NFL Owners Caught on Recording Admitting They Were Afraid Trump Would Attack Them for Hiring Kaepernick
NFL owners all but agreed they were blackballing Colin Kaepernick to appease President Donald Trump, according to newly released audio recordings.
About 30 owners, players and NFL executives met for nearly three hours in October to discuss the president’s public attacks on the league and its players over silent racism protests during the national anthem, reported the New York Times.
“Let’s make sure that we keep this confidential,” said commissioner Roger Goodell at the start of the meeting.
According to the leaked audio, players wanted to know why Kaepernick remained unsigned, despite leading the San Francisco 49ers to the 2013 Super Bowl and 2014 NFC Championship game.
“If he was on a roster right now, all this negativeness and divisiveness could be turned into a positive,” said Philadelphia Eagles defensive lineman Chris Long at the meeting, adding that he wouldn’t “lecture” teams on which quarterback to sign. “We all agree in this room as players that he should be on a roster.”
Eagles owner Jeffrey Lurie told Long that fighting for social justice was not “about one person,” and New England Patriots owner Robert Craft — a longtime Trump supporter — complained “this kneeling” was another “elephant in the room.”
Owners were deeply concerned about the president’s criticism, saying his Twitter attacks had turned many fans against the NFL.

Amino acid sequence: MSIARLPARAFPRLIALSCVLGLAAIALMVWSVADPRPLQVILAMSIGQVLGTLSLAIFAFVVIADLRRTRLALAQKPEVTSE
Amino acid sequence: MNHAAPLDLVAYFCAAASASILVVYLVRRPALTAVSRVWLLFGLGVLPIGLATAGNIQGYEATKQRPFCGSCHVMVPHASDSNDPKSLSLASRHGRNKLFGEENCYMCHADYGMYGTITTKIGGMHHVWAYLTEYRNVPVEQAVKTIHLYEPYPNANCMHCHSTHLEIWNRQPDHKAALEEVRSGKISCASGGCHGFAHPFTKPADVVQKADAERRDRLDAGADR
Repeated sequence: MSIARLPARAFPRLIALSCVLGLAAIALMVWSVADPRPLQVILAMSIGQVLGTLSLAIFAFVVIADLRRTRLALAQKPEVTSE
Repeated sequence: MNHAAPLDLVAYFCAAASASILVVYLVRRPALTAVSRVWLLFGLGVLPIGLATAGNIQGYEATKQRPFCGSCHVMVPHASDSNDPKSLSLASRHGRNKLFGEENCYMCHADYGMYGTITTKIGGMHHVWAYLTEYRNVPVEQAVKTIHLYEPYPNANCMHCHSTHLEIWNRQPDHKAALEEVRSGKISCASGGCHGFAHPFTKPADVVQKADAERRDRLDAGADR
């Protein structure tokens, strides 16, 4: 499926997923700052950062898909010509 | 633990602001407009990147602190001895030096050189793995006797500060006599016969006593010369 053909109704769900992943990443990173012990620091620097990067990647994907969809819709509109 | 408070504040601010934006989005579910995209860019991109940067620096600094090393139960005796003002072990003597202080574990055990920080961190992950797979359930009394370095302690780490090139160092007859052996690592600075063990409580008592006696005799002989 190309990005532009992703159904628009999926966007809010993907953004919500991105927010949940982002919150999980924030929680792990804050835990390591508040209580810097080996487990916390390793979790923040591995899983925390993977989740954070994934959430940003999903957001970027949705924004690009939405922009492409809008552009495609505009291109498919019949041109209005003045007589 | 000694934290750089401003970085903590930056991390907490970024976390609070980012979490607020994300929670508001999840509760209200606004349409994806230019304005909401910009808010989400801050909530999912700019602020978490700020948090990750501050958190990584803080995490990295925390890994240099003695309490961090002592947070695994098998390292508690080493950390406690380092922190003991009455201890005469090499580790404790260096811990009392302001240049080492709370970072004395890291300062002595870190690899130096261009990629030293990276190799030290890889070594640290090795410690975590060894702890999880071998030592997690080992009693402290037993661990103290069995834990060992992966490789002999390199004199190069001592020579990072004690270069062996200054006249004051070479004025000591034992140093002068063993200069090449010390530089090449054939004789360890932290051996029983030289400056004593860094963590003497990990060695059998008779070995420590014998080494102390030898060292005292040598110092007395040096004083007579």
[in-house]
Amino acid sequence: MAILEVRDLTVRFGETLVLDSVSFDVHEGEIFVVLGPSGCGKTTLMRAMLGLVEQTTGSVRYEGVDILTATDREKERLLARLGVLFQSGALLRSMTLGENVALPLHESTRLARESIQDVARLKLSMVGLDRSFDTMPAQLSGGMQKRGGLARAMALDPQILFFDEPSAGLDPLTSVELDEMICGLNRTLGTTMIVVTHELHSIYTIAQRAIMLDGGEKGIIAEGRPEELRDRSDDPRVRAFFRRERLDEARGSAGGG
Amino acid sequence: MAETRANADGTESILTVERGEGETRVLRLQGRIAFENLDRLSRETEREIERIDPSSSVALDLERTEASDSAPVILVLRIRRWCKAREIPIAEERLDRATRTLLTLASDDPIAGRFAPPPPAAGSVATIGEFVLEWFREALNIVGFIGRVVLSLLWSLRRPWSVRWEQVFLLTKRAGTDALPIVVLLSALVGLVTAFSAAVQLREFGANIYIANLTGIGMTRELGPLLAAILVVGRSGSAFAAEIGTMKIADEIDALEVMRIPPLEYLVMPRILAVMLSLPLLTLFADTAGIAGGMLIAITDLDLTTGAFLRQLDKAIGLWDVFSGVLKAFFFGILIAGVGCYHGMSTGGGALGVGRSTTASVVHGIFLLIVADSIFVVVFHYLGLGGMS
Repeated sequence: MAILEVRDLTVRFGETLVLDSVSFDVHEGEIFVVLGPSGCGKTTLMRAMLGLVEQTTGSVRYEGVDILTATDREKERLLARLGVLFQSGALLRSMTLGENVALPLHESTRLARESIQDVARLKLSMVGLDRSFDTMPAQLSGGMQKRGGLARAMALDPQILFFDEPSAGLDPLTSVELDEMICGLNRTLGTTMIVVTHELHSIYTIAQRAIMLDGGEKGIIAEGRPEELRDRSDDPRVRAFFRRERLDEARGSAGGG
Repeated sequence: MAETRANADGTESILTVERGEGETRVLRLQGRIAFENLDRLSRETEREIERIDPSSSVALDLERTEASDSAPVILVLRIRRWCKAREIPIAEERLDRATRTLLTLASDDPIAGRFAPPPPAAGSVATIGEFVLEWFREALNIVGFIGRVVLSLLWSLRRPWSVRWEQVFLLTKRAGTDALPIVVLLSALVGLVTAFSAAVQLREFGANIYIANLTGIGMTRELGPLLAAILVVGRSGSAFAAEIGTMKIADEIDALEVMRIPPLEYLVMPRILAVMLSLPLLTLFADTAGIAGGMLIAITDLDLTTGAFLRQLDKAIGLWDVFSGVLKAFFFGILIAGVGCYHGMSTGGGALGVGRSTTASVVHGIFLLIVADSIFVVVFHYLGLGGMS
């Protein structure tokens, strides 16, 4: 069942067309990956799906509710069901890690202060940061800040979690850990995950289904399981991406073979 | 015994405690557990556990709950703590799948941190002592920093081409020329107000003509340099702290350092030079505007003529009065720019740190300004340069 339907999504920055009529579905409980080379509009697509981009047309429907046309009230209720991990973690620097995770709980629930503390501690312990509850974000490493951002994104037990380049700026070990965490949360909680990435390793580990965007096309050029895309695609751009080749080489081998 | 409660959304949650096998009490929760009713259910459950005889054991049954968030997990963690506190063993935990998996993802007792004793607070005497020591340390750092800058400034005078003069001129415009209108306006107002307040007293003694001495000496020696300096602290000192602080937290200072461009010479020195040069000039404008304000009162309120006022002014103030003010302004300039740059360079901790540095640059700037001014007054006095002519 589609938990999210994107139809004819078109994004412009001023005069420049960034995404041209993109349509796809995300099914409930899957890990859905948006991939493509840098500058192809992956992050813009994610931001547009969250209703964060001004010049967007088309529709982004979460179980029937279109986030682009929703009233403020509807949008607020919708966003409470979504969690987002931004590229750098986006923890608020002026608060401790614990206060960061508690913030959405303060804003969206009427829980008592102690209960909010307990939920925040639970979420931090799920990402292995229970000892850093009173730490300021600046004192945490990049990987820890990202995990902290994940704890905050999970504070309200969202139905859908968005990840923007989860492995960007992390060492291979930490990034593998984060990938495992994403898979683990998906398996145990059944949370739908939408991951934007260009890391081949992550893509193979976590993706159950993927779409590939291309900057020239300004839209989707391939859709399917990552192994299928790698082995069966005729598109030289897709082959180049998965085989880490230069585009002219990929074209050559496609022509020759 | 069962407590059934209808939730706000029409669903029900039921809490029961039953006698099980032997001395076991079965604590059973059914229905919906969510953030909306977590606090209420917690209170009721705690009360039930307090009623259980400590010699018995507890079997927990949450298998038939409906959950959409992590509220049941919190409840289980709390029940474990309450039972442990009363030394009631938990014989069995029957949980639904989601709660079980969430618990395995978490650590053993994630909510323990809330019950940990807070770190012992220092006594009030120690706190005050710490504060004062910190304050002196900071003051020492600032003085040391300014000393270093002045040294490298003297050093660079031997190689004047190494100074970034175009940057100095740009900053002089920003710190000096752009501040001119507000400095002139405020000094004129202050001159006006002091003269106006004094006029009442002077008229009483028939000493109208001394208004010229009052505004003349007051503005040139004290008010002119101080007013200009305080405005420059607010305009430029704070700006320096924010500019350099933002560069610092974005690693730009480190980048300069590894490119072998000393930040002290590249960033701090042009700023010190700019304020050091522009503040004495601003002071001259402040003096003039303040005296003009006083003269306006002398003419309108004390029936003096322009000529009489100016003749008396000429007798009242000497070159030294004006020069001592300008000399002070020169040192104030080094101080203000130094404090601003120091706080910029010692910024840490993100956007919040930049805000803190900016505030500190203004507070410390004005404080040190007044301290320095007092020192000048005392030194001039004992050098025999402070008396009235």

“We’ve got to be careful not to be baited by Trump or whomever else,” said Lurie, who called Trump’s presidency “disastrous.” “We have to find a way to not be divided and not get baited.”
Buffalo Bills owner Terry Pegula was terrified that Trump would keep up the attacks.
“All Donald needs to do is to start to do this again,” Pegula said. “We need some kind of immediate plan because of what’s going on in society. All of us now, we need to put a Band-Aid on what’s going on in the country.”
Jacksonville Jaguars owner Shahid Khan assured other owners that the worst from Trump was behind them, but Houston Texans owner Bob McNair took a shot at protesting players.
“You fellas need to ask your compadres, fellas, stop that other business, let’s go out and do something that really produces positive results, and we’ll help you,” McNair said.
Miami Dolphins owner Stephen Ross suggested a “march on Washington” by NFL players and owners, and Kaepernick’s teammate and fellow protester Eric Reid accused the league of blackballing the former 49er.
“I feel like he was hung out to dry,” said Reid, who wore a Kaepernick T-shirt over his dress shirt and tie. “Everyone in here is talking about how much they support us. Nobody stepped up and said we support Colin’s right to do this. We all let him become Public Enemy No. 1 in this country, and he still doesn’t have a job.”
Reid, whose contract expired after the season, also remains unsigned after he refused to agree to end his protest.
Pegula suggested finding a spokesman to promote the league and its good works like the NRA had found in actor Charlton Heston, and former NFL player Anquan Bolding urged owners to talk about social justice.
“For us to have a face, as an African-American, at least a face that could be in the media,” Pegula said, “we could fall in behind that.”
Kaepernick didn’t come up again after that exchange, and he remains unsigned while pursuing a labor grievance against NFL owners for alleged collusion.